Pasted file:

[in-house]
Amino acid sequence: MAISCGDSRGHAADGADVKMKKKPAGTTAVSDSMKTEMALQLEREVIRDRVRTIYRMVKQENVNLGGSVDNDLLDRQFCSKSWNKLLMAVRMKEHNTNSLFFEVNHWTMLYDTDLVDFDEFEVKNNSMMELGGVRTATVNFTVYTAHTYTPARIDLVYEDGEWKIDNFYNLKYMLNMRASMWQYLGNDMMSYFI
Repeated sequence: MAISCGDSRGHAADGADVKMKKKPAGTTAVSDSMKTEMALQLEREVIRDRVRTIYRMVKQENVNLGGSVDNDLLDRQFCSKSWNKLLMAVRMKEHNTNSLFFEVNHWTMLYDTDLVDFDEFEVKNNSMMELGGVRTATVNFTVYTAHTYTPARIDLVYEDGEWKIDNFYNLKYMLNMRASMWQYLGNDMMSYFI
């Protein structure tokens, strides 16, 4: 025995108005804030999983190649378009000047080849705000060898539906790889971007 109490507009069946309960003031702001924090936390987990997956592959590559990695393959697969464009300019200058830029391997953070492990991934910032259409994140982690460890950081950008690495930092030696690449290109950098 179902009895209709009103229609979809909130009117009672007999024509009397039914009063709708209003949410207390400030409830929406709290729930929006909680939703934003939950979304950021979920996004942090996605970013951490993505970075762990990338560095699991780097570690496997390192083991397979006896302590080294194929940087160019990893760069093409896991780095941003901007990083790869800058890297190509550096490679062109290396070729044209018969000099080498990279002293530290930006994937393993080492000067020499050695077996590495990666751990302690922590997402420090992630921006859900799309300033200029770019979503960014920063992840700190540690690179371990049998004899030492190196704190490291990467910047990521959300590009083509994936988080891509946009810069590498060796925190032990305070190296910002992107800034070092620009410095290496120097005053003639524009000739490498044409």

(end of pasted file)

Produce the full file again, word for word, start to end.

[in-house]
Amino acid sequence: MAISCGDSRGHAADGADVKMKKKPAGTTAVSDSMKTEMALQLEREVIRDRVRTIYRMVKQENVNLGGSVDNDLLDRQFCSKSWNKLLMAVRMKEHNTNSLFFEVNHWTMLYDTDLVDFDEFEVKNNSMMELGGVRTATVNFTVYTAHTYTPARIDLVYEDGEWKIDNFYNLKYMLNMRASMWQYLGNDMMSYFI
Repeated sequence: MAISCGDSRGHAADGADVKMKKKPAGTTAVSDSMKTEMALQLEREVIRDRVRTIYRMVKQENVNLGGSVDNDLLDRQFCSKSWNKLLMAVRMKEHNTNSLFFEVNHWTMLYDTDLVDFDEFEVKNNSMMELGGVRTATVNFTVYTAHTYTPARIDLVYEDGEWKIDNFYNLKYMLNMRASMWQYLGNDMMSYFI
């Protein structure tokens, strides 16, 4: 025995108005804030999983190649378009000047080849705000060898539906790889971007 109490507009069946309960003031702001924090936390987990997956592959590559990695393959697969464009300019200058830029391997953070492990991934910032259409994140982690460890950081950008690495930092030696690449290109950098 179902009895209709009103229609979809909130009117009672007999024509009397039914009063709708209003949410207390400030409830929406709290729930929006909680939703934003939950979304950021979920996004942090996605970013951490993505970075762990990338560095699991780097570690496997390192083991397979006896302590080294194929940087160019990893760069093409896991780095941003901007990083790869800058890297190509550096490679062109290396070729044209018969000099080498990279002293530290930006994937393993080492000067020499050695077996590495990666751990302690922590997402420090992630921006859900799309300033200029770019979503960014920063992840700190540690690179371990049998004899030492190196704190490291990467910047990521959300590009083509994936988080891509946009810069590498060796925190032990305070190296910002992107800034070092620009410095290496120097005053003639524009000739490498044409």